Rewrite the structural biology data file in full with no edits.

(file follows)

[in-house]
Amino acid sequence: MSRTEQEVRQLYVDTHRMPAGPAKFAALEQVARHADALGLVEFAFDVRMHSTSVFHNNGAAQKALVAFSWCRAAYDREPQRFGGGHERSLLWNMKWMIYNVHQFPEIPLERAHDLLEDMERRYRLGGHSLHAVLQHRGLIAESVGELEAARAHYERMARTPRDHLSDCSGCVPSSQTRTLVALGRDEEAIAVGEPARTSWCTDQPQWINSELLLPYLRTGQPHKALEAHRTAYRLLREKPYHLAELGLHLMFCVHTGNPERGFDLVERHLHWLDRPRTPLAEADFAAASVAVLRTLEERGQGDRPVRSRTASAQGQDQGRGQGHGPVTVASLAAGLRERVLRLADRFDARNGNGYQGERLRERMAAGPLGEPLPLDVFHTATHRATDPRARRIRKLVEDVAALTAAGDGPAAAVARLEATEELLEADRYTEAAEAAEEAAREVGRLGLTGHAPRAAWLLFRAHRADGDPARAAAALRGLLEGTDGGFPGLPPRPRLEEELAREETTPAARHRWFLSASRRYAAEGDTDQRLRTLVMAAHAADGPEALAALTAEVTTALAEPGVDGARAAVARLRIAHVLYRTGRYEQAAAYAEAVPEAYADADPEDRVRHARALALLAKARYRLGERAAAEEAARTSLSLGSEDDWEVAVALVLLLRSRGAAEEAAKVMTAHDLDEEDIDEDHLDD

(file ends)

[in-house]
Amino acid sequence: MSRTEQEVRQLYVDTHRMPAGPAKFAALEQVARHADALGLVEFAFDVRMHSTSVFHNNGAAQKALVAFSWCRAAYDREPQRFGGGHERSLLWNMKWMIYNVHQFPEIPLERAHDLLEDMERRYRLGGHSLHAVLQHRGLIAESVGELEAARAHYERMARTPRDHLSDCSGCVPSSQTRTLVALGRDEEAIAVGEPARTSWCTDQPQWINSELLLPYLRTGQPHKALEAHRTAYRLLREKPYHLAELGLHLMFCVHTGNPERGFDLVERHLHWLDRPRTPLAEADFAAASVAVLRTLEERGQGDRPVRSRTASAQGQDQGRGQGHGPVTVASLAAGLRERVLRLADRFDARNGNGYQGERLRERMAAGPLGEPLPLDVFHTATHRATDPRARRIRKLVEDVAALTAAGDGPAAAVARLEATEELLEADRYTEAAEAAEEAAREVGRLGLTGHAPRAAWLLFRAHRADGDPARAAAALRGLLEGTDGGFPGLPPRPRLEEELAREETTPAARHRWFLSASRRYAAEGDTDQRLRTLVMAAHAADGPEALAALTAEVTTALAEPGVDGARAAVARLRIAHVLYRTGRYEQAAAYAEAVPEAYADADPEDRVRHARALALLAKARYRLGERAAAEEAARTSLSLGSEDDWEVAVALVLLLRSRGAAEEAAKVMTAHDLDEEDIDEDHLDD